Launching a new product concept, the Kasthall design studio debuted Harvest, an environmentally friendly rug collection, at ICFF. The innovative new product range uses leftover spools of yarn from the production process to create modern woven rugs in “color-shifting hues made entirely from residual yarn, each rug with a unique appearance.”
“One of our most important tasks in the design studio is to further Kasthall’s environmental stewardship and minimize our carbon footprint through sustainable design and production methods,” shares Ellinor Eliasson, who created the Harvest concept. “There are often two or three spools of a certain color yarn left over after weaving a rug. This is because we make a few extra spools in case we need to redo something during the production process.”
“We have high-quality requirements for finished products,” she adds, “which is why we cannot reuse the residual spools of wool for rugs in the same collection due to the risk of minor color discrepancies. The variation in color of the residual spools of yarn posed a challenge and inspired us to find an exciting way to put it to use. That’s how the Harvest idea was born.”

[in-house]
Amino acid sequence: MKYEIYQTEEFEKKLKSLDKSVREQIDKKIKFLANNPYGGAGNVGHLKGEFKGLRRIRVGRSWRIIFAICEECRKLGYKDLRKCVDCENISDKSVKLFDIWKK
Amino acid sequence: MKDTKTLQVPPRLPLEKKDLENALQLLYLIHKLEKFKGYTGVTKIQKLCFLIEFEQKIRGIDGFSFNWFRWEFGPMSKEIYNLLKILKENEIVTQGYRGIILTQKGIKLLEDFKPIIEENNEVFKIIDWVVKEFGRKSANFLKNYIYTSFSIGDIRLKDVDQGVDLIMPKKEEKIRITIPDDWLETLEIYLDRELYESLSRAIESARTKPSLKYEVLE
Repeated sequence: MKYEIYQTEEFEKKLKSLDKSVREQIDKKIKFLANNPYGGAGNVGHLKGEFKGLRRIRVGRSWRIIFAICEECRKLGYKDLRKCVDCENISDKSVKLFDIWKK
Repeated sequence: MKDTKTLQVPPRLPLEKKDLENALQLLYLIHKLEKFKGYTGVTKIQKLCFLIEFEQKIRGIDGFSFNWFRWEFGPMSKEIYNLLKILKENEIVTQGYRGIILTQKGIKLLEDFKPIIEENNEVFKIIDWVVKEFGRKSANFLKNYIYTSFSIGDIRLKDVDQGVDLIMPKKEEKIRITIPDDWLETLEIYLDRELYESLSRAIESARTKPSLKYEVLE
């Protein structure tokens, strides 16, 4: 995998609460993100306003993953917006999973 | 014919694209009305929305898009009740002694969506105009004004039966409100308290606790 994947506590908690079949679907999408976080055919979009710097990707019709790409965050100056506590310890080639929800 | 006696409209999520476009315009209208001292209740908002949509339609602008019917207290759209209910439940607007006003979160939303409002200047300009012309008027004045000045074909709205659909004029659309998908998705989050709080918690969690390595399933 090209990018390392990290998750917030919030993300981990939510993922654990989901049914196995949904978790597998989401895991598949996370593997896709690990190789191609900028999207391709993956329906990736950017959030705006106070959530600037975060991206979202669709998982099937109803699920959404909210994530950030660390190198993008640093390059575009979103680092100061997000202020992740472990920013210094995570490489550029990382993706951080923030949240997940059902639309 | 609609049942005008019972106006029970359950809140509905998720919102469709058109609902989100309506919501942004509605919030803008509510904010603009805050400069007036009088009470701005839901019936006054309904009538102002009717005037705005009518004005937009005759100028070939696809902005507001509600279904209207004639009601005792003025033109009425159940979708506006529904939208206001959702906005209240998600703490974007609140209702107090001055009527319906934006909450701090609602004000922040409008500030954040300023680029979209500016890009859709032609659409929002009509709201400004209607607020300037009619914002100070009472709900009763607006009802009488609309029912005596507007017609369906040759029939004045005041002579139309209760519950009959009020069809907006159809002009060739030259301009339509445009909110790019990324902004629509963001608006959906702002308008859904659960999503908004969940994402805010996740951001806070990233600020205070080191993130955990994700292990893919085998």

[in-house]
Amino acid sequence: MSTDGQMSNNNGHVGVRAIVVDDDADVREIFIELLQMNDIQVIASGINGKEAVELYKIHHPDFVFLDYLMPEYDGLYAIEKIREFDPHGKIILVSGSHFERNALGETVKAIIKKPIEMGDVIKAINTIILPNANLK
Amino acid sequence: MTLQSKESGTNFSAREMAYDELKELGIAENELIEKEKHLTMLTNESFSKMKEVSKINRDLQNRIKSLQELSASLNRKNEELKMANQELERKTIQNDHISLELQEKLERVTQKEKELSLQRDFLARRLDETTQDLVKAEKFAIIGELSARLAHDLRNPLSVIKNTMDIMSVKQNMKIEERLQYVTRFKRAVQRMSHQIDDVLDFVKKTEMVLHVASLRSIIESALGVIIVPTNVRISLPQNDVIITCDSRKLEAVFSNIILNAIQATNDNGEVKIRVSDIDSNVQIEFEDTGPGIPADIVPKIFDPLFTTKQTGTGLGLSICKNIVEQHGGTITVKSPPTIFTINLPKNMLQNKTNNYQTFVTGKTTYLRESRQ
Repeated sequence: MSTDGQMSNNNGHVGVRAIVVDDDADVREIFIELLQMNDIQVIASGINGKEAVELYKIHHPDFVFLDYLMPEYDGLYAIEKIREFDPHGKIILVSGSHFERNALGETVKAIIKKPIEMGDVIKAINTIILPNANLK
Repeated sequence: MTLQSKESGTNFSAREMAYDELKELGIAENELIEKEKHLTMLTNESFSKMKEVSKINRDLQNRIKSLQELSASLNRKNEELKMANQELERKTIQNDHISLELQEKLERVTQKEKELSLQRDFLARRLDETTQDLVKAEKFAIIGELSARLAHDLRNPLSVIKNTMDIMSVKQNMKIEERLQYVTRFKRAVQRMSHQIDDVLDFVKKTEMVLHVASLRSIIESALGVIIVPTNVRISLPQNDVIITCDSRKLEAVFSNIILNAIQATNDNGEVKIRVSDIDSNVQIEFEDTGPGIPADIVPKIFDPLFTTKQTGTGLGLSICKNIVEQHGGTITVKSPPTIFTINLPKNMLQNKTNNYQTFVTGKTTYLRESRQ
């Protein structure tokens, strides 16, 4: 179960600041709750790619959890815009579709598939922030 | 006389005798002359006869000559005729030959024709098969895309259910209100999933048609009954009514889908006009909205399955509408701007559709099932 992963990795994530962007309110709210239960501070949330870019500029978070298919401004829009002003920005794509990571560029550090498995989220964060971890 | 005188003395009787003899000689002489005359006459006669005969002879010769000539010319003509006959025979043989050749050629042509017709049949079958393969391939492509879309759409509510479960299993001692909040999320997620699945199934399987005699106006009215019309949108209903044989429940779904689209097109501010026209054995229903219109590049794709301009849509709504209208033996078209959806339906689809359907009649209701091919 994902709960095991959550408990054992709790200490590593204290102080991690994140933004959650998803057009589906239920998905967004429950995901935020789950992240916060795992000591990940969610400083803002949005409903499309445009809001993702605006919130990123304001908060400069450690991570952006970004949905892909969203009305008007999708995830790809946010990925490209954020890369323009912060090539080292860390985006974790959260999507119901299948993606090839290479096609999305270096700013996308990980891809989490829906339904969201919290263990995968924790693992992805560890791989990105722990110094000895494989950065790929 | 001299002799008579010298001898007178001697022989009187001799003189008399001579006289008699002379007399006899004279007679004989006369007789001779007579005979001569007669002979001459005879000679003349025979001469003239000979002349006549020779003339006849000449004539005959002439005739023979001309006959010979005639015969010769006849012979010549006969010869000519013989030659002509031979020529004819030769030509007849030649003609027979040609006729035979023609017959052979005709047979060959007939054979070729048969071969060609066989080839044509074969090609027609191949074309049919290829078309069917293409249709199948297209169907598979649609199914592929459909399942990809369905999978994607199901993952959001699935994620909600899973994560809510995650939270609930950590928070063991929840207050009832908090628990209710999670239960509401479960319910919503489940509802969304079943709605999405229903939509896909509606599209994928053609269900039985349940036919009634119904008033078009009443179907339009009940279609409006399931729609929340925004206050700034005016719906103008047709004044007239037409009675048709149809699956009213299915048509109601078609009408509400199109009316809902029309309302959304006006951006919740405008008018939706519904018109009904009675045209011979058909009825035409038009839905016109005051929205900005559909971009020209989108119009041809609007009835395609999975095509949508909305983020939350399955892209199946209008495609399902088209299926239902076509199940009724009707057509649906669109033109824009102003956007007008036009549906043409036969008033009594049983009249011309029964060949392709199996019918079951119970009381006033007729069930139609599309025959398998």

Kasthall rugs are made to order and tailored to each customer; it’s a process that allows the brand to avoid stockpiling and to minimize waste. The company’s environmental policy aims to decrease flammable waste in the production process; the yarn is prepared, colored and spooled only for each individual rug. And, in accordance with Kasthall’s 2017 theme, “Arrival of Origin,” the Harvest concept takes its inspiration from the traditional Swedish rag rug.
“Launching the modern rag rug Harvest in New York feels incredibly exciting, since the U.S. market is an important one for Kasthall and we have had an office in New York for the past decade,” says Lena Jiseborn, design director at the Kasthall design studio. “We are proud that this product allows us to showcase how we work with sustainable design and production. Our vision is to be one hundred percent sustainable, and Harvest is an important step toward achieving this.”